Under the Financial Services and Markets Act 2000, as amended by the Financial Services (Banking Reform) Act 2013, the PRA is required to make policy to implement the ring-fencing of core UK financial services and activities.
The PRA has now published Consultation Paper 19/14: The implementation of ring-fencing: consultation on legal structure, governance and the continuity of services and facilities (CP19/14). In CP19/14 the PRA sets out its proposed ring-fencing policy in three areas:
- legal structures of groups containing a ring-fenced body (RFB). Chapter 2 of CP19/14 proposes that RFBs should not own entities which conduct excluded or prohibited activities as this would expose the RFB to risks unrelated to the provision of core services. It also proposes that RFBs are not owned by such firms to ensure the RFB is able to make decisions independently;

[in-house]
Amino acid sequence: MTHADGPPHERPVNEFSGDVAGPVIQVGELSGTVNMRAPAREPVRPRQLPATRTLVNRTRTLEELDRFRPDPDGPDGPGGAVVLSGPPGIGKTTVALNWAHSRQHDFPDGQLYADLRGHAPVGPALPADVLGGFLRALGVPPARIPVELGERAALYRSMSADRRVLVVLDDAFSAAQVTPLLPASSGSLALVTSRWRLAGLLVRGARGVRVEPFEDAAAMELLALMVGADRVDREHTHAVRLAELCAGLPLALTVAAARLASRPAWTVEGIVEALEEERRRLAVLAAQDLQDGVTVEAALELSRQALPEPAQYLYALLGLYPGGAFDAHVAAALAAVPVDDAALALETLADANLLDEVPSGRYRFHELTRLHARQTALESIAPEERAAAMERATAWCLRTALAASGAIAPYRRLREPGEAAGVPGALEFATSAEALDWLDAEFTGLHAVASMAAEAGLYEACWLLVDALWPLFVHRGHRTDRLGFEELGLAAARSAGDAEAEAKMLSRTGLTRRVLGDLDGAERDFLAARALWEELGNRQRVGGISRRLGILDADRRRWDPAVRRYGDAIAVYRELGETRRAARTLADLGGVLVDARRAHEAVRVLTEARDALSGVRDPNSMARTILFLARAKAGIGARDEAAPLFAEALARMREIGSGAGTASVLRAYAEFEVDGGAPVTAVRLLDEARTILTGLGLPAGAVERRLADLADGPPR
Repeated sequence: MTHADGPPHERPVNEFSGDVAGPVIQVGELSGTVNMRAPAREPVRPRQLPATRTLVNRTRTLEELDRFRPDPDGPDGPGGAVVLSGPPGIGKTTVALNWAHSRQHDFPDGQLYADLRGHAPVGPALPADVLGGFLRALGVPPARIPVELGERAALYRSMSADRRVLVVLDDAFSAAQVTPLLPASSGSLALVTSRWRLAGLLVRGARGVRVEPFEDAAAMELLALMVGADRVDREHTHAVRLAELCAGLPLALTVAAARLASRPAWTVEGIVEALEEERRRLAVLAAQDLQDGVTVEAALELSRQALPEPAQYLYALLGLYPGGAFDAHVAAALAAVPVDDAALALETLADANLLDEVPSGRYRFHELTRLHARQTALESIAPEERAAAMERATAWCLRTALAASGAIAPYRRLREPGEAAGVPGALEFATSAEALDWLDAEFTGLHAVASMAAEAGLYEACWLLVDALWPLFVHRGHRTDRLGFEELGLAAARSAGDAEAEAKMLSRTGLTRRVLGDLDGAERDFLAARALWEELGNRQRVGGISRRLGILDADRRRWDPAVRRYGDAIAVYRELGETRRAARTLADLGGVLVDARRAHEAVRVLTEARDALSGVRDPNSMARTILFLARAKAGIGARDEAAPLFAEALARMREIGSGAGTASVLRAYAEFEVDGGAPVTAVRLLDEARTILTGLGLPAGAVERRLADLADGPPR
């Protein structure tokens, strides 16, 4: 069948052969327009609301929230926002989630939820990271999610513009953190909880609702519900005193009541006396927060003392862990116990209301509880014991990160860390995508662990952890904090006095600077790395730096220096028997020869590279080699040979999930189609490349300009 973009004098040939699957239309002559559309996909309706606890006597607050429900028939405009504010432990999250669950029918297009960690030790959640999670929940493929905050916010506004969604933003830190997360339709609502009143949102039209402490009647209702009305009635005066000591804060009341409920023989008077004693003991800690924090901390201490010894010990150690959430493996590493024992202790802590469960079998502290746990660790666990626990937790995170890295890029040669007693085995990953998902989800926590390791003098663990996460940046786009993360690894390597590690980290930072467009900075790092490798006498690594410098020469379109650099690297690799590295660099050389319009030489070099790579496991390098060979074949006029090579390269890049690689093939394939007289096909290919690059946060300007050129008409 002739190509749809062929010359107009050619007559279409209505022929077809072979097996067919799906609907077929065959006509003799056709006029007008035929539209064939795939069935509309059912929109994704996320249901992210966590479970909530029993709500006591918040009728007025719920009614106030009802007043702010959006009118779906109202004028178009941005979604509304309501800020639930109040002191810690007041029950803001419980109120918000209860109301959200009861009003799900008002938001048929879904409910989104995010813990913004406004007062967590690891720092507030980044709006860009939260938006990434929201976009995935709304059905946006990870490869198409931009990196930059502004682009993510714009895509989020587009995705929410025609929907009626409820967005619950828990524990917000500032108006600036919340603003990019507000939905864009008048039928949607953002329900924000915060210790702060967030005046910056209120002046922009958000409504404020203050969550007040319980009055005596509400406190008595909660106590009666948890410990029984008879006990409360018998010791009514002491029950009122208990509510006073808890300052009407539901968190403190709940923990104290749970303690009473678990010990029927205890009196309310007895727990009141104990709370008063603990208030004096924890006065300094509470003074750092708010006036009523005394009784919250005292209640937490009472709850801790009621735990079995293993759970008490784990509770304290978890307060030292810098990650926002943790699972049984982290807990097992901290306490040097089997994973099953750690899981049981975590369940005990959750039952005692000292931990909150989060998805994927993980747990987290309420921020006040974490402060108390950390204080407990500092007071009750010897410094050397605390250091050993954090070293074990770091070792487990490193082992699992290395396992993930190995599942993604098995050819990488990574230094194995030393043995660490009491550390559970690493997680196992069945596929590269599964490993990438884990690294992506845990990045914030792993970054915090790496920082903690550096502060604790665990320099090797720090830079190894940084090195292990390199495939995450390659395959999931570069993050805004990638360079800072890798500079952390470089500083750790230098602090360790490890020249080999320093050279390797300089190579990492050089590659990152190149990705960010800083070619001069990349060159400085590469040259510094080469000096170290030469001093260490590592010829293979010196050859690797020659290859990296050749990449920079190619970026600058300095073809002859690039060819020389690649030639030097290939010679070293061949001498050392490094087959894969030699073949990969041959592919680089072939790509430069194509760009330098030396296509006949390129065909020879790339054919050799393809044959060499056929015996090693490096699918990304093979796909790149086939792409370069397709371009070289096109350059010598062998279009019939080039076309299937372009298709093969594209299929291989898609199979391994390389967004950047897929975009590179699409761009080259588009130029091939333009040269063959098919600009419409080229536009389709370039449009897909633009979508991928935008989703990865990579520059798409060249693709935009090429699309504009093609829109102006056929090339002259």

- the governance of groups containing a RFB. Chapter 3 of CP19/14 proposes rules in the areas of governance, risk management, internal audit, remuneration and human resources policy; and
- continuity of services and facilities. Chapter 4 of CP19/14 proposes rules governing how RFBs can receive services and facilities from other intragroup entities or third parties outside their group. These are intended to mitigate risks to the ability of the RFB to perform its core services arising from the acts, omissions or the failure of other group entities. These proposals for RFBs complement a broader set of proposals set out in Discussion Paper 1/14: Ensuring operational continuity in resolution.
The PRA intends to undertake a further consultation on other aspects of ring-fencing in due course. Chapter 5 of CP19/14 sets out feedback on the PRA’s initial thinking on financial separation and transparency and disclosure ahead of future consultation. Chapter 5 therefore does not include specific policy proposals as these areas are still being developed.
The deadline for comments on CP19/14 is 6 January 2015.